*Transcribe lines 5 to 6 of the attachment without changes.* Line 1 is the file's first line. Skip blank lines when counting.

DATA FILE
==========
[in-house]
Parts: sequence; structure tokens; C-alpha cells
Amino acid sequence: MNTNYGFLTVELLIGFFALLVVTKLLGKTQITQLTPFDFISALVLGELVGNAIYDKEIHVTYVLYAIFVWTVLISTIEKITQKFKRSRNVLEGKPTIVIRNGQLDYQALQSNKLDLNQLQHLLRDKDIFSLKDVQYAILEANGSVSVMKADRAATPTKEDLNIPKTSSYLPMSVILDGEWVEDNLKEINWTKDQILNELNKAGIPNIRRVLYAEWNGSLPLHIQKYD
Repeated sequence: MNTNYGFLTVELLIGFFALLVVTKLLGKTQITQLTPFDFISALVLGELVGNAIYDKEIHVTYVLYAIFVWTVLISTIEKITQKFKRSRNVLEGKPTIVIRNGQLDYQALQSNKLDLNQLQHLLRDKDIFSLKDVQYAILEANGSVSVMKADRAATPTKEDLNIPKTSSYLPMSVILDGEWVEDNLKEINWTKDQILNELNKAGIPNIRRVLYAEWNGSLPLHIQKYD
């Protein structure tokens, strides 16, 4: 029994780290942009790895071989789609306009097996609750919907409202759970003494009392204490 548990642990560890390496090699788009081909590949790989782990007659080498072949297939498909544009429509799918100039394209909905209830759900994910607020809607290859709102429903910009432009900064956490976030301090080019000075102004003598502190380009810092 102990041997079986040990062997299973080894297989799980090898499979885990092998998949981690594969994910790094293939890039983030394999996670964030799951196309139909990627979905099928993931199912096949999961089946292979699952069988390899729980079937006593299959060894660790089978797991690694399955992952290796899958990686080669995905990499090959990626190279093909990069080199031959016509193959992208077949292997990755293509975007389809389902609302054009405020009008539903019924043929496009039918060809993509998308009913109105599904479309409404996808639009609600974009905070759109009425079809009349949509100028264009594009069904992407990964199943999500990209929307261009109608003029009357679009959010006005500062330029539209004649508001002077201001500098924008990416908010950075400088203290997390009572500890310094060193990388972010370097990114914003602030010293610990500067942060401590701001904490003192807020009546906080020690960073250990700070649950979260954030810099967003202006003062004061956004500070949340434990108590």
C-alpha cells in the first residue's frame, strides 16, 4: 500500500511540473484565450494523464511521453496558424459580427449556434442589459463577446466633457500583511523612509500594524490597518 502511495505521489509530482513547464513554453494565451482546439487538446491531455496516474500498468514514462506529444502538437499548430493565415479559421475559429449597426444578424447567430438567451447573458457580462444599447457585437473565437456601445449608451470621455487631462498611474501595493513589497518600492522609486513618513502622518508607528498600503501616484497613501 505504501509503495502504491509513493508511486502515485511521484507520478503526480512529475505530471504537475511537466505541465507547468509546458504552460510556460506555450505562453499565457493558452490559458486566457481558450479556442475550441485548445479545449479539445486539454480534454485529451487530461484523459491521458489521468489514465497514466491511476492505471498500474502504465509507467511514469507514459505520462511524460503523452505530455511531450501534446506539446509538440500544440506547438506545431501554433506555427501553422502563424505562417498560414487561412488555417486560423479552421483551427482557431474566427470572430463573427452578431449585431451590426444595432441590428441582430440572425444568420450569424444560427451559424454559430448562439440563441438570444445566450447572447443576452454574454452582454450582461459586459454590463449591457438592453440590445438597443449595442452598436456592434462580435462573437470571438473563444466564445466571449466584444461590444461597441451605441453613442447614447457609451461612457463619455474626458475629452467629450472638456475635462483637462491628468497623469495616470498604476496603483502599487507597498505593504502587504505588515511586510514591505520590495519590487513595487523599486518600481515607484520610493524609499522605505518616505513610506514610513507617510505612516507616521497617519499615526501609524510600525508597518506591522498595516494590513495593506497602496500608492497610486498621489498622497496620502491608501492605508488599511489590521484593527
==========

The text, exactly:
């Protein structure tokens, strides 16, 4: 029994780290942009790895071989789609306009097996609750919907409202759970003494009392204490 548990642990560890390496090699788009081909590949790989782990007659080498072949297939498909544009429509799918100039394209909905209830759900994910607020809607290859709102429903910009432009900064956490976030301090080019000075102004003598502190380009810092 102990041997079986040990062997299973080894297989799980090898499979885990092998998949981690594969994910790094293939890039983030394999996670964030799951196309139909990627979905099928993931199912096949999961089946292979699952069988390899729980079937006593299959060894660790089978797991690694399955992952290796899958990686080669995905990499090959990626190279093909990069080199031959016509193959992208077949292997990755293509975007389809389902609302054009405020009008539903019924043929496009039918060809993509998308009913109105599904479309409404996808639009609600974009905070759109009425079809009349949509100028264009594009069904992407990964199943999500990209929307261009109608003029009357679009959010006005500062330029539209004649508001002077201001500098924008990416908010950075400088203290997390009572500890310094060193990388972010370097990114914003602030010293610990500067942060401590701001904490003192807020009546906080020690960073250990700070649950979260954030810099967003202006003062004061956004500070949340434990108590």
C-alpha cells in the first residue's frame, strides 16, 4: 500500500511540473484565450494523464511521453496558424459580427449556434442589459463577446466633457500583511523612509500594524490597518 502511495505521489509530482513547464513554453494565451482546439487538446491531455496516474500498468514514462506529444502538437499548430493565415479559421475559429449597426444578424447567430438567451447573458457580462444599447457585437473565437456601445449608451470621455487631462498611474501595493513589497518600492522609486513618513502622518508607528498600503501616484497613501 505504501509503495502504491509513493508511486502515485511521484507520478503526480512529475505530471504537475511537466505541465507547468509546458504552460510556460506555450505562453499565457493558452490559458486566457481558450479556442475550441485548445479545449479539445486539454480534454485529451487530461484523459491521458489521468489514465497514466491511476492505471498500474502504465509507467511514469507514459505520462511524460503523452505530455511531450501534446506539446509538440500544440506547438506545431501554433506555427501553422502563424505562417498560414487561412488555417486560423479552421483551427482557431474566427470572430463573427452578431449585431451590426444595432441590428441582430440572425444568420450569424444560427451559424454559430448562439440563441438570444445566450447572447443576452454574454452582454450582461459586459454590463449591457438592453440590445438597443449595442452598436456592434462580435462573437470571438473563444466564445466571449466584444461590444461597441451605441453613442447614447457609451461612457463619455474626458475629452467629450472638456475635462483637462491628468497623469495616470498604476496603483502599487507597498505593504502587504505588515511586510514591505520590495519590487513595487523599486518600481515607484520610493524609499522605505518616505513610506514610513507617510505612516507616521497617519499615526501609524510600525508597518506591522498595516494590513495593506497602496500608492497610486498621489498622497496620502491608501492605508488599511489590521484593527